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Students First: Tasmania University Union 1899-1999

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Alexander, A 1999 , Students First: Tasmania University Union 1899-1999 , Tasmania University Union, Hobart.

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Abstract

This book is published by the Tasmania University Union (who also produced a shorter pictorial version, State of the Union) and printed in conjunction with the Tasmanian Historical Research Association. The joint activity is most appropriate, as many members of the Association were also members of the Union and have provided information and other assistance for this book. Tasmania had a chequered career in the nineteenth century: first it was a convict colony, then, when independence came, the progress of the mainland due to the discovery of gold passed the island by. Tasmanians made every effort to live down their convict past, and there were calls for a university, which would prove that the colony was as advanced and cultured as any other part of the British Empire. A mineral boom in the 1880s brought prosperity, and in 1890 the University of Tasmania was established, the fourth in Australia. The site was the High School building on the Domain, built in 1850 in a suitably classical style. Questions were asked whether a small colony really needed a university, and over the next twenty years the University's position was often precarious. Nevertheless, lectures started in 1893. The number of students was very small and most studied part-time, so corporate life was difficult to build up, but by 1899 there were 35 students, enough to attempt some sort of activity. So the Tasmania University Union was formed, to facilitate social intercourse and to organise sport.' It was based on unions in the two great English universities, Oxford and Cambridge, and on copies set up in Australian universities on the mainland. So, from the start, there was a strong element in the Union of duplicating university activity elsewhere. The Union was different from what it later became. Membership was not compulsory, and was open to all university members, staff, students and graduates. Men paid an annual subscription of a guinea (twenty-one shillings), and women five shillings. The governor was patron, the chancellor president, all staff were vice-presidents, the treasurer was a professor. The committee consisted of delegates from five sections (cricket, tennis, football, debating and social activities) and a secretary and treasurer.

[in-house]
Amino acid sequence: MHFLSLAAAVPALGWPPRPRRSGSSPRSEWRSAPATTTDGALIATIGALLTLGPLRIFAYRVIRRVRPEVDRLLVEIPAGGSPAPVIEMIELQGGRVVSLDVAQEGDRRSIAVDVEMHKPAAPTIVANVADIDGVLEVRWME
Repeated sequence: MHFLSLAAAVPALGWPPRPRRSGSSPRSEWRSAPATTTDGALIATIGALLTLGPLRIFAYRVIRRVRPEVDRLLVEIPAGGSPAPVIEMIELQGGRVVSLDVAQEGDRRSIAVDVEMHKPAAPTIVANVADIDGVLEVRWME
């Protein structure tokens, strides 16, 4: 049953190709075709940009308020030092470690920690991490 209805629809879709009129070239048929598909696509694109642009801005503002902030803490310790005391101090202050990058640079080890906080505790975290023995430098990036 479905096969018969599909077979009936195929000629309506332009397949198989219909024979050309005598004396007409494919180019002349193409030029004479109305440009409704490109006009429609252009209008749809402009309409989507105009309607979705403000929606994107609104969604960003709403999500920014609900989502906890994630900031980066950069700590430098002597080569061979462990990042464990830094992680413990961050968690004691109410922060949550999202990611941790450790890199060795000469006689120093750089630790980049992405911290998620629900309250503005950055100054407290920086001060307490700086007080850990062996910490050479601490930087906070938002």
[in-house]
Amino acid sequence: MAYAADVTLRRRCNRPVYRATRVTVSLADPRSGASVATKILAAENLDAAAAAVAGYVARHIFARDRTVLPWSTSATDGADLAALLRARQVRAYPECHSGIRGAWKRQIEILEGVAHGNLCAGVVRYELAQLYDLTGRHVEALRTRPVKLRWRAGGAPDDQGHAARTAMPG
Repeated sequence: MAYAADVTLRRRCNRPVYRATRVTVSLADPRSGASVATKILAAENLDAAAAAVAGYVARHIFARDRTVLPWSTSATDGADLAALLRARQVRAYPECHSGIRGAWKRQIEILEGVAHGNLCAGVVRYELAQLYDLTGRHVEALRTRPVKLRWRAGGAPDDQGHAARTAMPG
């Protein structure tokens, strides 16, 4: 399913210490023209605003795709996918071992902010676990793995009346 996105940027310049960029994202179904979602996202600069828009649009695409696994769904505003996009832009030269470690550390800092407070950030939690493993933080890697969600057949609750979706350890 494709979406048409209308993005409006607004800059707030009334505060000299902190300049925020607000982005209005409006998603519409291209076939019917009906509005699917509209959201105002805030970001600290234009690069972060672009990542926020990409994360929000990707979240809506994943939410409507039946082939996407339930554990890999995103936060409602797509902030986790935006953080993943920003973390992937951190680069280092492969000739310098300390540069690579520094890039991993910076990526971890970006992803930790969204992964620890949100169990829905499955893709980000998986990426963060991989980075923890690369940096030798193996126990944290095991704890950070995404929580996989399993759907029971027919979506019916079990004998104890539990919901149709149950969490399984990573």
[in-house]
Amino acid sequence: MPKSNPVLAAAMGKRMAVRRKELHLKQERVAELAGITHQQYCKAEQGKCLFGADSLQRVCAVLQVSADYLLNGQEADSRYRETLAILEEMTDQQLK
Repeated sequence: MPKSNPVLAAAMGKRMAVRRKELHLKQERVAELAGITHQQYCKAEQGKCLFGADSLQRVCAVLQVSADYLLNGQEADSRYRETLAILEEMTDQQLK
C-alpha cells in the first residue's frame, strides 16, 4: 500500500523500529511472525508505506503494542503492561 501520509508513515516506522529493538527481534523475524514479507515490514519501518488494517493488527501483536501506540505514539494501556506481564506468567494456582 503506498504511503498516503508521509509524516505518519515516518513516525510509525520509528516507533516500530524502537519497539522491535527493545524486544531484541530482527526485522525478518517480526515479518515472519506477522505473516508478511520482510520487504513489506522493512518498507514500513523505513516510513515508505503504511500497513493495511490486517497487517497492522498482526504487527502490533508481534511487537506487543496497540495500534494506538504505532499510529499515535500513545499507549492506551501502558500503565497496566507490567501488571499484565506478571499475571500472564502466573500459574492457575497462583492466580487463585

Item Type: Book
Authors/Creators:Alexander, A
Publisher: Tasmania University Union
Collections: University of Tasmania > University of Tasmania Special Collections
Additional Information:

Communicated with the kind permission of Alison Alexander. © Alison Alexander, 1999 Further dealing in this work, other than fair dealing under the Copyright Act 1968, is not permitted
Morris Miller Rare LG 715 .H6 A852 1999

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